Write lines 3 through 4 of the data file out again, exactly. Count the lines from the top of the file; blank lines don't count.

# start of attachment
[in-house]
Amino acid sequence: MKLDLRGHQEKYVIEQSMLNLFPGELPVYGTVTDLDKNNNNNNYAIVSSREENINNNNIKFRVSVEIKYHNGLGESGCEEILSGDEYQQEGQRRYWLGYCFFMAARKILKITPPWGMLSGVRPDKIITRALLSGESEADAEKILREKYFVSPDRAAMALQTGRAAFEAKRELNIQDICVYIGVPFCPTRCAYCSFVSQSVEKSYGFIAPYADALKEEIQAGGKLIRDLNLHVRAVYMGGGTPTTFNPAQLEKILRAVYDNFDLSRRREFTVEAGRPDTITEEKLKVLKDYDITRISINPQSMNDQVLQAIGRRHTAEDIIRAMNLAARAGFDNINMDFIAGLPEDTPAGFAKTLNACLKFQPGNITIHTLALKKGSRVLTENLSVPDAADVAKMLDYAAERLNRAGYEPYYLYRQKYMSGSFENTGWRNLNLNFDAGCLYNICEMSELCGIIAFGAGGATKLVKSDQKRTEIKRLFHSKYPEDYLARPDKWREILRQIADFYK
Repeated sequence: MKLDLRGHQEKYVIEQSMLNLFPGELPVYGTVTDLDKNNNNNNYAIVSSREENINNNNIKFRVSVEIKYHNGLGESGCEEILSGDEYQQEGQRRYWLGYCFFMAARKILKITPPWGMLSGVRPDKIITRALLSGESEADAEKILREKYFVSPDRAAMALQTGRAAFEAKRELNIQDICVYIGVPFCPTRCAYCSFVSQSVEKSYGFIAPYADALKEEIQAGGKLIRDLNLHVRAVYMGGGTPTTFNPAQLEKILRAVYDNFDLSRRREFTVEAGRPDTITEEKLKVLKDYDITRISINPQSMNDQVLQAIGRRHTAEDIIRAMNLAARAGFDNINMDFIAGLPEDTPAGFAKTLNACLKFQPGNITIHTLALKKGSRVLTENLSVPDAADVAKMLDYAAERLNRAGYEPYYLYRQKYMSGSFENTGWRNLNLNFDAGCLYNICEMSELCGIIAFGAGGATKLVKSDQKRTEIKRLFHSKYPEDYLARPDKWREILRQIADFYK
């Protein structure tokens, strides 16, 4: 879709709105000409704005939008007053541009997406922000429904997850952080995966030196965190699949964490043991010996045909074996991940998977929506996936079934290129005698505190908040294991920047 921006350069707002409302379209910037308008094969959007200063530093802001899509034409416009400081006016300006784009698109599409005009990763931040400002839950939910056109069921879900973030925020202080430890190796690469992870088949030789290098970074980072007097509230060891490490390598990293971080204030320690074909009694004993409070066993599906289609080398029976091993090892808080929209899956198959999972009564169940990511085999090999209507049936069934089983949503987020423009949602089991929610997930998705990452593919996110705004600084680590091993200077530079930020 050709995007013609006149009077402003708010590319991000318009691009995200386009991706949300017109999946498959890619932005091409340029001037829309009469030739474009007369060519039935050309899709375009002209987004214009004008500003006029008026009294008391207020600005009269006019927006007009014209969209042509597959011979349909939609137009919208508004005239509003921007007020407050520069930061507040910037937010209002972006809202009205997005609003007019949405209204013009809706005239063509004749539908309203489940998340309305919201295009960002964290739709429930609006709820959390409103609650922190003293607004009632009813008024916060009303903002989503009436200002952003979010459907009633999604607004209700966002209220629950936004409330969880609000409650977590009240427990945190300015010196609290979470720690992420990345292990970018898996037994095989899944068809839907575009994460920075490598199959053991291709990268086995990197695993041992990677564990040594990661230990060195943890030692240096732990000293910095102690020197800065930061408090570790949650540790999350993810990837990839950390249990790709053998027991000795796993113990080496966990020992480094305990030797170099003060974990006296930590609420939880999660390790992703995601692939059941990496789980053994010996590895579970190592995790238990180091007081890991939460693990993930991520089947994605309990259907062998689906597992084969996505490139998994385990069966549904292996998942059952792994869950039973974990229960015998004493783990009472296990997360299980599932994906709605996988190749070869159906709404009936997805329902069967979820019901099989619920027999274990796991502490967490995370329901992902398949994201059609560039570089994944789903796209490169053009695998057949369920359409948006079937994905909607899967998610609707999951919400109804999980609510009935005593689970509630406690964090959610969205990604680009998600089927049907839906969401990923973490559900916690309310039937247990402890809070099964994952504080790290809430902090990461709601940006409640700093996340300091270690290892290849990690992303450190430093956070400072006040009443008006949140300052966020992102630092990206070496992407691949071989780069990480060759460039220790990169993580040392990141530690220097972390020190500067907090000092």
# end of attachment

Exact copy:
Repeated sequence: MKLDLRGHQEKYVIEQSMLNLFPGELPVYGTVTDLDKNNNNNNYAIVSSREENINNNNIKFRVSVEIKYHNGLGESGCEEILSGDEYQQEGQRRYWLGYCFFMAARKILKITPPWGMLSGVRPDKIITRALLSGESEADAEKILREKYFVSPDRAAMALQTGRAAFEAKRELNIQDICVYIGVPFCPTRCAYCSFVSQSVEKSYGFIAPYADALKEEIQAGGKLIRDLNLHVRAVYMGGGTPTTFNPAQLEKILRAVYDNFDLSRRREFTVEAGRPDTITEEKLKVLKDYDITRISINPQSMNDQVLQAIGRRHTAEDIIRAMNLAARAGFDNINMDFIAGLPEDTPAGFAKTLNACLKFQPGNITIHTLALKKGSRVLTENLSVPDAADVAKMLDYAAERLNRAGYEPYYLYRQKYMSGSFENTGWRNLNLNFDAGCLYNICEMSELCGIIAFGAGGATKLVKSDQKRTEIKRLFHSKYPEDYLARPDKWREILRQIADFYK
């Protein structure tokens, strides 16, 4: 879709709105000409704005939008007053541009997406922000429904997850952080995966030196965190699949964490043991010996045909074996991940998977929506996936079934290129005698505190908040294991920047 921006350069707002409302379209910037308008094969959007200063530093802001899509034409416009400081006016300006784009698109599409005009990763931040400002839950939910056109069921879900973030925020202080430890190796690469992870088949030789290098970074980072007097509230060891490490390598990293971080204030320690074909009694004993409070066993599906289609080398029976091993090892808080929209899956198959999972009564169940990511085999090999209507049936069934089983949503987020423009949602089991929610997930998705990452593919996110705004600084680590091993200077530079930020 050709995007013609006149009077402003708010590319991000318009691009995200386009991706949300017109999946498959890619932005091409340029001037829309009469030739474009007369060519039935050309899709375009002209987004214009004008500003006029008026009294008391207020600005009269006019927006007009014209969209042509597959011979349909939609137009919208508004005239509003921007007020407050520069930061507040910037937010209002972006809202009205997005609003007019949405209204013009809706005239063509004749539908309203489940998340309305919201295009960002964290739709429930609006709820959390409103609650922190003293607004009632009813008024916060009303903002989503009436200002952003979010459907009633999604607004209700966002209220629950936004409330969880609000409650977590009240427990945190300015010196609290979470720690992420990345292990970018898996037994095989899944068809839907575009994460920075490598199959053991291709990268086995990197695993041992990677564990040594990661230990060195943890030692240096732990000293910095102690020197800065930061408090570790949650540790999350993810990837990839950390249990790709053998027991000795796993113990080496966990020992480094305990030797170099003060974990006296930590609420939880999660390790992703995601692939059941990496789980053994010996590895579970190592995790238990180091007081890991939460693990993930991520089947994605309990259907062998689906597992084969996505490139998994385990069966549904292996998942059952792994869950039973974990229960015998004493783990009472296990997360299980599932994906709605996988190749070869159906709404009936997805329902069967979820019901099989619920027999274990796991502490967490995370329901992902398949994201059609560039570089994944789903796209490169053009695998057949369920359409948006079937994905909607899967998610609707999951919400109804999980609510009935005593689970509630406690964090959610969205990604680009998600089927049907839906969401990923973490559900916690309310039937247990402890809070099964994952504080790290809430902090990461709601940006409640700093996340300091270690290892290849990690992303450190430093956070400072006040009443008006949140300052966020992102630092990206070496992407691949071989780069990480060759460039220790990169993580040392990141530690220097972390020190500067907090000092």